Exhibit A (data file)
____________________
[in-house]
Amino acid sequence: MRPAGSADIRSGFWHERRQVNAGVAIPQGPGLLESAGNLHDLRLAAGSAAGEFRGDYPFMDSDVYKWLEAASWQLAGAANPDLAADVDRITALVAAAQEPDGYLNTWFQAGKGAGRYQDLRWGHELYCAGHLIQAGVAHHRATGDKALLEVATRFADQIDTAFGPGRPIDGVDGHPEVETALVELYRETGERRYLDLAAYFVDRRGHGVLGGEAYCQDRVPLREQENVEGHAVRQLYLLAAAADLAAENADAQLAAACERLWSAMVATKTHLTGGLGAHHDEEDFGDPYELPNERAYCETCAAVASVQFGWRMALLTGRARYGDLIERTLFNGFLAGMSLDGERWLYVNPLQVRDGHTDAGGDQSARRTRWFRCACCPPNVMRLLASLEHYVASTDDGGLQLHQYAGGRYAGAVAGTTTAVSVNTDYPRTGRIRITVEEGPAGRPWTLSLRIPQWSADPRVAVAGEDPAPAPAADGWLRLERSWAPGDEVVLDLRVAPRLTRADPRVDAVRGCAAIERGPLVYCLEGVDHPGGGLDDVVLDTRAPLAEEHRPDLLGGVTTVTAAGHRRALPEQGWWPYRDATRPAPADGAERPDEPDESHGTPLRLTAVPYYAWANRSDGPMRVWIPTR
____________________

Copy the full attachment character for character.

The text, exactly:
[in-house]
Amino acid sequence: MRPAGSADIRSGFWHERRQVNAGVAIPQGPGLLESAGNLHDLRLAAGSAAGEFRGDYPFMDSDVYKWLEAASWQLAGAANPDLAADVDRITALVAAAQEPDGYLNTWFQAGKGAGRYQDLRWGHELYCAGHLIQAGVAHHRATGDKALLEVATRFADQIDTAFGPGRPIDGVDGHPEVETALVELYRETGERRYLDLAAYFVDRRGHGVLGGEAYCQDRVPLREQENVEGHAVRQLYLLAAAADLAAENADAQLAAACERLWSAMVATKTHLTGGLGAHHDEEDFGDPYELPNERAYCETCAAVASVQFGWRMALLTGRARYGDLIERTLFNGFLAGMSLDGERWLYVNPLQVRDGHTDAGGDQSARRTRWFRCACCPPNVMRLLASLEHYVASTDDGGLQLHQYAGGRYAGAVAGTTTAVSVNTDYPRTGRIRITVEEGPAGRPWTLSLRIPQWSADPRVAVAGEDPAPAPAADGWLRLERSWAPGDEVVLDLRVAPRLTRADPRVDAVRGCAAIERGPLVYCLEGVDHPGGGLDDVVLDTRAPLAEEHRPDLLGGVTTVTAAGHRRALPEQGWWPYRDATRPAPADGAERPDEPDESHGTPLRLTAVPYYAWANRSDGPMRVWIPTR